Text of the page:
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Georgian President Praises Ties With Azerbaijan


Presidents Giorgi Margvelashvili of Georgia (left) and Ilham Aliyev of Azerbaijan have a one-on-one meeting in Baku on February 12.
Georgian President Giorgi Margvelashvili, on a visit to Baku, has praised Azerbaijani President Ilham Aliyev for helping build a "warm and friendly" relationship with Georgia.

Margvelashvili held talks with Aliyev on February 12, the first day of his two-day visit.

Speaking at a joint press conference, Margvelashvili pointed to the "historic" railroad project his country and Azerbaijan are taking part in, saying the Baku-Tbilisi-Kars (in Turkey) railway line would be a new bridge between Europe and Asia.

The two presidents also discussed other transit projects involving Caspian Basin energy resources destined for European markets that cross both Azerbaijani and Georgian territories.

Margvelashvili is also scheduled to visit the northern town of Qabala and the northwestern district of Qax, where he plans to meet with representatives of the Georgian diaspora.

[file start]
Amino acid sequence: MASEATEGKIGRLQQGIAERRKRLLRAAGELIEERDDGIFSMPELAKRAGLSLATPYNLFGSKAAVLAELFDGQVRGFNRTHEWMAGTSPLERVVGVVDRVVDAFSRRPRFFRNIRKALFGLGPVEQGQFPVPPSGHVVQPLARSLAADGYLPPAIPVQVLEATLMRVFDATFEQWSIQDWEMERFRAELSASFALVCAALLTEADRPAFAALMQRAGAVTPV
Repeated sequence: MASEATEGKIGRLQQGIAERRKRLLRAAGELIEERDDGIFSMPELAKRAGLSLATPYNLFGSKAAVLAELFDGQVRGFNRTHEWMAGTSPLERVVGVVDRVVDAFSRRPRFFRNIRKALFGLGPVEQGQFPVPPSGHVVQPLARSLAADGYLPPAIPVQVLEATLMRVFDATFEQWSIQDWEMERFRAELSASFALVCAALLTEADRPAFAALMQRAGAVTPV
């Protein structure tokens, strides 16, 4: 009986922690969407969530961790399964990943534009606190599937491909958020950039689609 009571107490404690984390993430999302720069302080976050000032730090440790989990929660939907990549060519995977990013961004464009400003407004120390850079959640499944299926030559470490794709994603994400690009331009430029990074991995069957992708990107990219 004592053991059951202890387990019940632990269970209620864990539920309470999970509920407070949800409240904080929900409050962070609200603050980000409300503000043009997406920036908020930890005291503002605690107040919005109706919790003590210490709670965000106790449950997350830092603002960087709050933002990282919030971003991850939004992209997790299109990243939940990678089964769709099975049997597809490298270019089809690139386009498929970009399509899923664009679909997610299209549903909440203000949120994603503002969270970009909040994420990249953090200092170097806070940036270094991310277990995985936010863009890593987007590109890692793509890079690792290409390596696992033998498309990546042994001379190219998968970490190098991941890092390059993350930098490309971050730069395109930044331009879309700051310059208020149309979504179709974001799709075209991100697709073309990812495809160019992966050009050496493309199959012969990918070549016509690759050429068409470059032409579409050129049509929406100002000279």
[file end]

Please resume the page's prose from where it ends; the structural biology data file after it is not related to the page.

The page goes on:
The trip is Margvelashvili's third foreign trip since taking office in October. He attended the EU summit in Vilnius in November and went to Turkey last month.

Possible Tbilisi-Moscow Talks To Be Discussed

Meanwhile, Russian Deputy Foreign Minister Grigory Karasin has said that Russian and Georgian officials are due to meet in Prague next month to discuss the possibility of high-level contacts between the two countries.

Tbilisi ended diplomatic relations with Moscow after Russia recognized the independence of Georgia's breakaway regions of Abkhazia and South Ossetia following a short war with Tbilisi in 2008.

Georgian Prime Minister Irakli Garibashvili said on February 12 that his country's leadership was ready for such a meeting.

President Margvelashvili said on February 11 that he was ready to "thoroughly" consider remarks by Vladimir Putin in which the Russian president indicated a willingness to meet.

Asked in Sochi on February 10 if he would meet Margvelashvili, Putin said he would if that's what the Georgian president also wanted.

Based on reporting by ITAR-TASS,,, Interfax, and